Ordinary language is all right.
One could divide humanity into two classes:
those who master a metaphor, and those who hold by a formula.
Those with a bent for both are too few, they do not comprise a class.
Next to the other records I mixed it with tonight (Ella and Louis, Bodily Functions, part of a Sinatra comp, and Getz/Gilberto), 69 Love Songs starts to sound totally unaccomplished and slipshod melodically, especially in the melody as made by the singing: contours of the line, phrasing, diction, intonation, basically anything you can think of.
Whether it's because she actually possesses some singerly control over her voice, or it's just further idiosyncracy, the fine, subtle variations in Astrud Gilberto's singing make it apparently impossible for me to sing along when coupled with her constantly flat tone - I can't consistently sing it off-key, even if my own singing isn't pitch-perfect (far from it ha). Yet: this is exactly her charm, because when I don't try to sing along, the texture of her voice and the way it moves around make her pitch sound more alluring, fascinating, slightly hypnotic. When I do try to sing along, my failure to keep up with the one aspect of the singing helps bring the other into prominence by itself, which can only be harmful to it.
On "The Nearness of You", while Ella sings, Louis is obviously playing his horn from farther away in the studio. I thought I might be able to say that I appreciated that little detail, but I can't really tell if the contrast was intentional, since Louis plays his horn from a distance on other tracks - it's just a device for reducing his volume, or maybe just getting a sound generally more appropriate for playing under a singer. Oh well.
"you'd be surprised / at my degree of uncertainty"
I know someone with very definitely mapped-out tastes. We often disagree about music. Tonight we sat around for a while playing records at each other ("at" is the appropriate word) and panning them. Or, to be more accurate, I heard his records and thought they sounded OK but wasn't that interested in them, and he heard my records and thought they were crap, for the most part. He played me a lot of things somewhere between post-rock (the U.S. version, the kind with lots of guitars, not marimbas or something) and post-hardcore. I played him: Ice Cube, Basement Jaxx, Herbert, the Avalanches, and Stevie Wonder. (He approved most of the Stevie, but still didn't like it that much.)
Now, what happened was more complex than I've described it above. I just wanted to put it down to motivate this question. At one point in my life (very recently), I would have liked his music more readily, but more importantly, I could have more easily picked a number of CDs of my own that we might have agreed upon. Although I was deliberately picking music with beats, this no longer seems to me to be something I might have to go out of my way to do, as it may have been at, say, the time that I liked music more like his. I was just picking records that I think are wonderful, good, awesome, spectacular, great, engaging, fascinating, essential, perfect, well, you know - I like them a lot. So what this led me to wonder is: if you've been reading this page for a long time, you may have noticed this shift. I have talked about it more than once, at any rate. But in the past year I haven't written so much about new things I like, or even new things I'm trying or listening to at all. Does this give you the impression that, when I talk about music now, I seem to have unexpectedly started talking only about music you don't like? Or of music that I never seemed to like before? Or anything else you can think of? I expect that anyone nominally aware enough to catch the persistent trend toward catholicism in my tastes will think little of any of this. But, I don't know; today I was struck by how far I seem to have traveled, since I am now apparently significantly alienated from someone whose tastes once might have coincided a fair amount with mine. Or, not by the distance, so much, but by how incommensurable things became (even "Superstition" got only grudging acceptance!).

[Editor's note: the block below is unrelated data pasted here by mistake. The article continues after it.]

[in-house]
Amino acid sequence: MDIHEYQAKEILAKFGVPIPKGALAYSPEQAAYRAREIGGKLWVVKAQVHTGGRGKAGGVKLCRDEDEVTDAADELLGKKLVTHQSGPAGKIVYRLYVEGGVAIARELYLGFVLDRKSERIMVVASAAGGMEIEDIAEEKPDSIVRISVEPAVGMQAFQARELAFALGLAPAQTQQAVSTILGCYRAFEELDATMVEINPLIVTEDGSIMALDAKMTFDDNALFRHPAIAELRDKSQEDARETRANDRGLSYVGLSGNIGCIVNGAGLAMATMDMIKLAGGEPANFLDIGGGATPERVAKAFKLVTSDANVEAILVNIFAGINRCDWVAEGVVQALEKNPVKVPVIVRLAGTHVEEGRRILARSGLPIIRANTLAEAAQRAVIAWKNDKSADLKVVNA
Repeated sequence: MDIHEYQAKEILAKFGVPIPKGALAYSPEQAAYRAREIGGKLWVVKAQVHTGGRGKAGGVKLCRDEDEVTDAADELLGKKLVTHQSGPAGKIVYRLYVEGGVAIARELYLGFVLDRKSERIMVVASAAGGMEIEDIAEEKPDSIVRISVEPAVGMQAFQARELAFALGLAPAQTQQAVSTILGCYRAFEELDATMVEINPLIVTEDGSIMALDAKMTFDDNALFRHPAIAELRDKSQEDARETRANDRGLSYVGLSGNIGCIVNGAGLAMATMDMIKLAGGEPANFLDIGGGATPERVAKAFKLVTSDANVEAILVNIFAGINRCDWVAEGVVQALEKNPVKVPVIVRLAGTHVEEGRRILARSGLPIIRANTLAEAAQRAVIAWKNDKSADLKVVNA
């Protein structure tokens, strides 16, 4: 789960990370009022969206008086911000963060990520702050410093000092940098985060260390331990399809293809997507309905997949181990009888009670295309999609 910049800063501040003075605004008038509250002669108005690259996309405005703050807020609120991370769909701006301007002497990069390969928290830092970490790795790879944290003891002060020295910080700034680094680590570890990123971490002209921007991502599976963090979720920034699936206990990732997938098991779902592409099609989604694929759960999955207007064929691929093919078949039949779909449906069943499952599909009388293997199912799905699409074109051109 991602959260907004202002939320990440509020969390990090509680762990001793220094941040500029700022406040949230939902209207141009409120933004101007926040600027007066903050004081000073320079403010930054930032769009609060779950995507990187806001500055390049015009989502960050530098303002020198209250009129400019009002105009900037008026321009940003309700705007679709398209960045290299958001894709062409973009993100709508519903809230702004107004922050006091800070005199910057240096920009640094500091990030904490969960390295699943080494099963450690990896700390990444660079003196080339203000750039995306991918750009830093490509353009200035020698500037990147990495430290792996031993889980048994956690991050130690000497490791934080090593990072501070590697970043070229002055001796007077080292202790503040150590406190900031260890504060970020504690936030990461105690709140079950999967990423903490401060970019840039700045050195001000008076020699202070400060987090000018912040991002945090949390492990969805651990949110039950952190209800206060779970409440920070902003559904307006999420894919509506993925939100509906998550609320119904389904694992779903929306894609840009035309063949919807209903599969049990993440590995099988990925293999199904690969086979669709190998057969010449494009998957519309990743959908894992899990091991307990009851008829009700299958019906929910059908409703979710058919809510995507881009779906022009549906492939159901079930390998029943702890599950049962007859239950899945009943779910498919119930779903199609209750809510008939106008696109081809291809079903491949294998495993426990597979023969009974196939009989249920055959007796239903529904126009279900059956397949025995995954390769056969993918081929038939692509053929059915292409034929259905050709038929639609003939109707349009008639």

If you have anything to say about this, you know what to do.
My favorite song of 2002, No Doubt's "Underneath It All", failed a little test today, if failed is the right word. (I don't know that I really would have expected it to pass, if I had thought about it in advance, so a test doesn't really seem fair.) This afternoon I turned in an application for a fellowship at the very last minute, late even. I was not at all happy with my application, to put it mildly. I thought I might "freak out", to use the parlance of our times. On the way back across the bridge from the fellowship office I put on Rock Steady and listened some and tried not to fall down in the slush and ice, and skipped whatever it's called between "Hey Baby" and "Underneath It All". But "Undearneath It All" didn't really make me feel better, despite how wonderful it might make me feel in better circumstances. I suppose buoyant tranquility only goes so far.
It came on again over the house system in a restaurant I ate dinner at later on, and that did make me happy. But I mostly felt better by then anyway.
At nighttime, at least. In the daytime I seem to be just fine.
As far as going to sleep goes, that is.
This CD changer not working thing impairs my ability to go to sleep.
Recently I have seen this page referred to as a "philosophy blog" and as a "poetics blog". I suppose this means I haven't been writing enough about music.